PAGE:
Tapestry: Don Quixote Cured of His Folly by Wisdom, from The Story of Don Quixote Series


The J. Paul Getty Museum

The J. Paul Getty Museum
Los Angeles, United States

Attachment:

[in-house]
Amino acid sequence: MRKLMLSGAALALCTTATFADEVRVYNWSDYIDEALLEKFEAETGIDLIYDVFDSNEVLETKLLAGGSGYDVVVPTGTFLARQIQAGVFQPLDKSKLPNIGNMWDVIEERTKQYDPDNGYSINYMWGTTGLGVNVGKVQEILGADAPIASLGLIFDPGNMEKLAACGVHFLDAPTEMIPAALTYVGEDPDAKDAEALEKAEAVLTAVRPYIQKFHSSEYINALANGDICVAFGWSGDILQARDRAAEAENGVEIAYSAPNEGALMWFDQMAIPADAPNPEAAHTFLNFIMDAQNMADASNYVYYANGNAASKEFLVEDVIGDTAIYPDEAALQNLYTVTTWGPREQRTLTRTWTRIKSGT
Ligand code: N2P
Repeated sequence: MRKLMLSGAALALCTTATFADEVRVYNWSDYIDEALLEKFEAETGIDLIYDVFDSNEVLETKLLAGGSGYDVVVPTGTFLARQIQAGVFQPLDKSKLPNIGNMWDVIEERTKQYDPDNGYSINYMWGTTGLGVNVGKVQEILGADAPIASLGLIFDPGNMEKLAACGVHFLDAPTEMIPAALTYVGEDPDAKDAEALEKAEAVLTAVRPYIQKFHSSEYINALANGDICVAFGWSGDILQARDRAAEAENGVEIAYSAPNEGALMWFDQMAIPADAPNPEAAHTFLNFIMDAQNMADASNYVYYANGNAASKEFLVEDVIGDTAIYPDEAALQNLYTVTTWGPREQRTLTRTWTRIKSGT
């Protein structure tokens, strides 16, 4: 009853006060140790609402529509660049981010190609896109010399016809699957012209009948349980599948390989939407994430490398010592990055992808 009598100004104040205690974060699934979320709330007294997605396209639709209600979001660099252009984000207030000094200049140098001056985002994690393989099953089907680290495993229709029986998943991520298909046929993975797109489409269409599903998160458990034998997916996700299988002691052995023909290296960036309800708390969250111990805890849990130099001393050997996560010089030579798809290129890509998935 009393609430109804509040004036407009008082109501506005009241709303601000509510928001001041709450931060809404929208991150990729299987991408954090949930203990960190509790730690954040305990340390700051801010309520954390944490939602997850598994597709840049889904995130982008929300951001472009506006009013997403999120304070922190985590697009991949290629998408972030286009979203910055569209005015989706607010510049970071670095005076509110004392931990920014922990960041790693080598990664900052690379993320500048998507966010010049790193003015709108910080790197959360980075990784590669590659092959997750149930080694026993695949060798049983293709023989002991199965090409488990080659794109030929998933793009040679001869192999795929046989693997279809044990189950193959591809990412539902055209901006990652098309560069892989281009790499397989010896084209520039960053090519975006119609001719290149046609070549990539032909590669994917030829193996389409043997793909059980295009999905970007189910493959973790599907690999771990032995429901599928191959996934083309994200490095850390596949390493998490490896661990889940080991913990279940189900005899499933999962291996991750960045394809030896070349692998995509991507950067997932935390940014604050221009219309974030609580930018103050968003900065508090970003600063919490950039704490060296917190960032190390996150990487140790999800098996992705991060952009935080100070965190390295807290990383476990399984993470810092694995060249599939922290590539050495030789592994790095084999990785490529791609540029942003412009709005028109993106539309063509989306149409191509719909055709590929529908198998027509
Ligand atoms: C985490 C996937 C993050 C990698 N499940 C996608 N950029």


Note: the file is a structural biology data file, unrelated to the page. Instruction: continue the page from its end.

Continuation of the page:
The tapestry designer based his depiction of an episode from Miguel de Cervantes Saavedra's enormously popular romance, The Story of Don Quixote, on a painting by Charles-Antoine Coypel. He placed Don Quixote and his companion Sancho in a room furnished with a bed and two chairs. Don Quixote sleeps in one of the chairs, dreaming of Minerva, goddess of wisdom, who approaches in a cloud with her left arm extended to dispel his madness. Sancho, standing next to his master, gazes in a trance at the figure of Folly, who carries in her right hand a model of a castle and in her left a pole with a fool's cap. Around the central scene, the tapestry also features an elaborate surrounding decoration known as the alentours. Amid the garlands of flowers and fruit, a monkey plays on each side. The monkey on the right dangles a long lance in the direction of the three sheep below, who scatter. In the opposite corner amid a pile of books, a spotted spaniel points at the other monkey above. The tapestry's title is woven in yellow thread in the bottom center. The surrounds for this tapestry were designed by Jean-Baptiste Belin de Fontenay, fils, Claude Audran III, Alexandre François Desportes, and Maurice Jacques. It was woven in Michel Audran's workshop, assisted by his son, Jean Audran, fils.


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